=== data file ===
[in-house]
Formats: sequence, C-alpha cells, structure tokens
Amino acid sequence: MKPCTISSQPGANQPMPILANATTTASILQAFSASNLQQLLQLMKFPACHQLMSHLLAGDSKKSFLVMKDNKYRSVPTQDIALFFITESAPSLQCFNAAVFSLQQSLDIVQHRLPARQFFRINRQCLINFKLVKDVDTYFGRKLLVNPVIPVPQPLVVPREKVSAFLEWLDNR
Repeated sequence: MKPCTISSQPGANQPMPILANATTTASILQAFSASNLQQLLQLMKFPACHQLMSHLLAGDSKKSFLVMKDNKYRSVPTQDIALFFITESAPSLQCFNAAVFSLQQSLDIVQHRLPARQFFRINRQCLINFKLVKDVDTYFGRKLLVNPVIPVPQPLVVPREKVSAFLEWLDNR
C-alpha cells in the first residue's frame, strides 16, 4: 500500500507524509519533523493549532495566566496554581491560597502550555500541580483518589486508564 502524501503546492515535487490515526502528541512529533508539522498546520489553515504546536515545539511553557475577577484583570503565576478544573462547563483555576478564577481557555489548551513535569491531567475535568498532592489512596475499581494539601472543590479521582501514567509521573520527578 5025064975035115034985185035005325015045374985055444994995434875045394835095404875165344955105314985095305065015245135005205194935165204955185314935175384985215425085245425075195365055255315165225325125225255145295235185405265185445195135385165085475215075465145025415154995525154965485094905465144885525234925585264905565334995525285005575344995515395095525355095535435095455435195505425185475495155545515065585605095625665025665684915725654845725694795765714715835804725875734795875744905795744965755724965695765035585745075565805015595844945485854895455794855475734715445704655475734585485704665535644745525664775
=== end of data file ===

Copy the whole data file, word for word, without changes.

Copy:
[in-house]
Formats: sequence, C-alpha cells, structure tokens
Amino acid sequence: MKPCTISSQPGANQPMPILANATTTASILQAFSASNLQQLLQLMKFPACHQLMSHLLAGDSKKSFLVMKDNKYRSVPTQDIALFFITESAPSLQCFNAAVFSLQQSLDIVQHRLPARQFFRINRQCLINFKLVKDVDTYFGRKLLVNPVIPVPQPLVVPREKVSAFLEWLDNR
Repeated sequence: MKPCTISSQPGANQPMPILANATTTASILQAFSASNLQQLLQLMKFPACHQLMSHLLAGDSKKSFLVMKDNKYRSVPTQDIALFFITESAPSLQCFNAAVFSLQQSLDIVQHRLPARQFFRINRQCLINFKLVKDVDTYFGRKLLVNPVIPVPQPLVVPREKVSAFLEWLDNR
C-alpha cells in the first residue's frame, strides 16, 4: 500500500507524509519533523493549532495566566496554581491560597502550555500541580483518589486508564 502524501503546492515535487490515526502528541512529533508539522498546520489553515504546536515545539511553557475577577484583570503565576478544573462547563483555576478564577481557555489548551513535569491531567475535568498532592489512596475499581494539601472543590479521582501514567509521573520527578 5025064975035115034985185035005325015045374985055444994995434875045394835095404875165344955105314985095305065015245135005205194935165204955185314935175384985215425085245425075195365055255315165225325125225255145295235185405265185445195135385165085475215075465145025415154995525154965485094905465144885525234925585264905565334995525285005575344995515395095525355095535435095455435195505425185475495155545515065585605095625665025665684915725654845725694795765714715835804725875734795875744905795744965755724965695765035585745075565805015595844945485854895455794855475734715445704655475734585485704665535644745525664775